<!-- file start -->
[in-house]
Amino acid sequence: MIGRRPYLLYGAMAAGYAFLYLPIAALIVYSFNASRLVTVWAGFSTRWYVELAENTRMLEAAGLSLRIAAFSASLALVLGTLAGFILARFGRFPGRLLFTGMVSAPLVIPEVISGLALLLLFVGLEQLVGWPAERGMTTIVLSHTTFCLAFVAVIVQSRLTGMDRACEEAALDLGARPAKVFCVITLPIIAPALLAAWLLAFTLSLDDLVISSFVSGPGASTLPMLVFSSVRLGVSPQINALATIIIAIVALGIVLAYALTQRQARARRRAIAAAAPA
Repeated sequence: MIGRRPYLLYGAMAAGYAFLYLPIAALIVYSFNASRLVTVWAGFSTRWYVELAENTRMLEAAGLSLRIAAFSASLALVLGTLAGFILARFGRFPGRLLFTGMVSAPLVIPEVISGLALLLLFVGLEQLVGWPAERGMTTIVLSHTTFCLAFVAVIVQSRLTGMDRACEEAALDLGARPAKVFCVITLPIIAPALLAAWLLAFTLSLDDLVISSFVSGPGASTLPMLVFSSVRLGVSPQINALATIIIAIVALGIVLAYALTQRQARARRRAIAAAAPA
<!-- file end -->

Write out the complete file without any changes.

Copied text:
[in-house]
Amino acid sequence: MIGRRPYLLYGAMAAGYAFLYLPIAALIVYSFNASRLVTVWAGFSTRWYVELAENTRMLEAAGLSLRIAAFSASLALVLGTLAGFILARFGRFPGRLLFTGMVSAPLVIPEVISGLALLLLFVGLEQLVGWPAERGMTTIVLSHTTFCLAFVAVIVQSRLTGMDRACEEAALDLGARPAKVFCVITLPIIAPALLAAWLLAFTLSLDDLVISSFVSGPGASTLPMLVFSSVRLGVSPQINALATIIIAIVALGIVLAYALTQRQARARRRAIAAAAPA
Repeated sequence: MIGRRPYLLYGAMAAGYAFLYLPIAALIVYSFNASRLVTVWAGFSTRWYVELAENTRMLEAAGLSLRIAAFSASLALVLGTLAGFILARFGRFPGRLLFTGMVSAPLVIPEVISGLALLLLFVGLEQLVGWPAERGMTTIVLSHTTFCLAFVAVIVQSRLTGMDRACEEAALDLGARPAKVFCVITLPIIAPALLAAWLLAFTLSLDDLVISSFVSGPGASTLPMLVFSSVRLGVSPQINALATIIIAIVALGIVLAYALTQRQARARRRAIAAAAPA